Comparing this tradition with that of ecclesiastical statements from other church traditions, Oslington judges (and I think quite rightly), “On the whole, statements of the Roman Catholic Church since the landmark papal encyclical Rerum Novarum, issued in 1891, have been of higher theological quality than most church statements, and more reticent when dealing with specific economic questions.”

He points especially to the 2004 Accra Confession of the World Alliance of Reformed Churches (WARC) as a negative example. I make a substantive criticism of the Accra Confession within the broader context of ecumenical social statements of the last decade in my recent book, Ecumenical Babel: Confusing Economic Ideology and the Church’s Social Witness.

I also point in that book to some of the things that the mainline ecumenical movement can learn from the tradition of Roman Catholic social thought. As Oslington rightly notes, the quality of the encyclical tradition makes it the natural starting point for broader dialogues about the role of faith and theology in relation to economics, politics, and social life. He points to the way in which Benedict’s encyclical has occasioned important discussion from all kinds of quarters, both in the secular media as well as by other Christian traditions.

Oslington is especially hopeful about the work of Benedict XVI, and says, “With these theological resources, there is hope for a much-needed deep theological engagement with economics. It is hard to image a Pope better equipped theologically to undertake this task.”

One of the most important things that Protestant social thought can learn from the encyclical tradition is the importance of the principle of prudence. This is manifested in a bias against making strict policy prescriptions in favor of articulating the broad principles that must be applied in various concrete circumstances.

As Oslington concludes, this is a fundamental element of the social encyclicals, including Benedict’s:

I don’t know what Benedict XVI’s theological engagement with economics will end up looking like. He indicates in the unfinished state of his reflections a call for “further and deeper reflection on the meaning of the economy and its goals” in the light of the “explosion of worldwide interdependence.”

Could this turn out something like the Augustinian theodicy of markets that Anthony Waterman saw in Adam Smith? Waterman argued that just as for Augustine government restrains sin in a fallen world until the time of a final judgment and renewal, so markets restrain the effects of human sin.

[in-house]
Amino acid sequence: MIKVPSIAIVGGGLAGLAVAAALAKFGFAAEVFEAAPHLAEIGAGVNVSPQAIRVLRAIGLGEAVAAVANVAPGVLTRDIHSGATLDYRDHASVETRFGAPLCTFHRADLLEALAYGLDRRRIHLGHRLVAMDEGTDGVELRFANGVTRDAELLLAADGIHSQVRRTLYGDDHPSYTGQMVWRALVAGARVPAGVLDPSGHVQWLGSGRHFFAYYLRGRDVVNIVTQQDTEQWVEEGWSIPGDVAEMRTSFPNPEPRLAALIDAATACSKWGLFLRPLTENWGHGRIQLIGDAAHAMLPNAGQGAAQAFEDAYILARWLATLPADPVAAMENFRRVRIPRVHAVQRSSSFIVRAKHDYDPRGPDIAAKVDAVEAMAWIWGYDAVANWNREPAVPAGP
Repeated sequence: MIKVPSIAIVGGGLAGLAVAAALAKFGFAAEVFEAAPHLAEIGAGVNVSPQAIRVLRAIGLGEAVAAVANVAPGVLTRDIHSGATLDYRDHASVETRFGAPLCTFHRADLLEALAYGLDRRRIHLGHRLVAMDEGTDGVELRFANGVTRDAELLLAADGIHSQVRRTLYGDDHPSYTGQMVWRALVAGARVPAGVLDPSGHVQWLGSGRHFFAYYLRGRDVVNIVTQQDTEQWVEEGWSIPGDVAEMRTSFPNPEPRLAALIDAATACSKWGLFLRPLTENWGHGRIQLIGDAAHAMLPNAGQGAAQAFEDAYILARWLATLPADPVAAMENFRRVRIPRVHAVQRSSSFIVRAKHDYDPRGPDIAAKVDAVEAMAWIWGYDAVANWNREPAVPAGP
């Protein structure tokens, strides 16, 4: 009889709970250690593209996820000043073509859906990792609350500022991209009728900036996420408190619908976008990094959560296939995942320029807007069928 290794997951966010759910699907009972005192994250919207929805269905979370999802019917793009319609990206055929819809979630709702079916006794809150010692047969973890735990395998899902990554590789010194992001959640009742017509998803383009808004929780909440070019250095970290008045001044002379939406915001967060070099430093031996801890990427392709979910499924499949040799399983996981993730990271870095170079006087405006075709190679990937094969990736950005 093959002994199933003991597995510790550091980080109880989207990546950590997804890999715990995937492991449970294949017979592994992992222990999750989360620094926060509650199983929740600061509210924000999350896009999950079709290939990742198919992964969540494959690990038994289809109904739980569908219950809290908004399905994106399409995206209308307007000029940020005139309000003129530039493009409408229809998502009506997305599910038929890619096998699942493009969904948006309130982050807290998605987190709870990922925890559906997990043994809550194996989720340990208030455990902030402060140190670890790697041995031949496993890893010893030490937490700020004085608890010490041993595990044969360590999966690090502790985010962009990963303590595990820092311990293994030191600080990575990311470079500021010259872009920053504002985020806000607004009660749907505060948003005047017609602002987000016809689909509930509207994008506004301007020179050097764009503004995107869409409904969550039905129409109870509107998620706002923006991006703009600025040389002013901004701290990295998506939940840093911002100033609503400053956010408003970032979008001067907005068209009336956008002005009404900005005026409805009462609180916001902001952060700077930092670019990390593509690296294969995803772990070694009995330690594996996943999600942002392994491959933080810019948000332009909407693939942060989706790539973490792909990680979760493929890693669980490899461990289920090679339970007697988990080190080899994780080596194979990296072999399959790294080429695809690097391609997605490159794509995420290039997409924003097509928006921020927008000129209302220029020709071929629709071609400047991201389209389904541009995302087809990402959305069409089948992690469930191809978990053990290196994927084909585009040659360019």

Will it include elements of the vision of economic life of early modern Franciscan thinkers favoured by Benedict and some of his advisors such as Stefano Zamagni?

Whatever direction it goes, it will be some kind of theological reframing of economics that orients economic enquiry without detailed prescription on matters of economic theory and policy.

Incidentally, Dr. Oslington was kind enough to endorse my book, and I pass along his comments here in full.

Jordan Ballor has written a useful guide for those wishing to venture into the smelly swamps of ecumenical social and economic thought. Why should non-swamp dwellers care what goes on there? Ballor’s quite reasonable answer is that ecumenical bodies claim to speak on behalf of churches, churches which many of us are part. Whether anyone outside is listening is another question—one which Ballor doesn’t address but which others such as Anthony Waterman have considered—that being less and less so. Ballor’s book is distinguished by considering not just the content of ecumenical statements on economic matters (which have given grief to a long line of professional economists), but also the theological self-understanding of the various bodies when they speak. He asks the deeper question of whether the bodies are adequately constituted to be the (or even a) Christian voice on economic matters, as well as the not irrelevant questions of their actual theological and economic competence. Fundamental questions are raised about the relationship between theological and economic discourse, and the sorts of institutions that support helpful discourse. Christian faith certainly bears on economic matters—the briefest acquaintance with the Scriptures is enough to dispel any doubts. Ballor’s book is part of the movement towards a better discussion of the links in our churches, universities and political forums.

I should note too that some serious work has been done in bringing the various traditions of Protestant and Catholic social thinking into dialogue.

This includes the proceedings of the conference commemorating Leo XIII and Abraham Kuyper in the Journal of Markets & Morality. I’m also pleased to announce that in the next issue of the journal we’ll be including an introduction to and translation of Herman Bavinck’s “General Biblical Principles and the Relevance of Concrete Mosaic Law for the Social Question Today,” prepared for the Christian Social Congress held in Amsterdam, November 9-12, 1891 (you can subscribe to the journal here).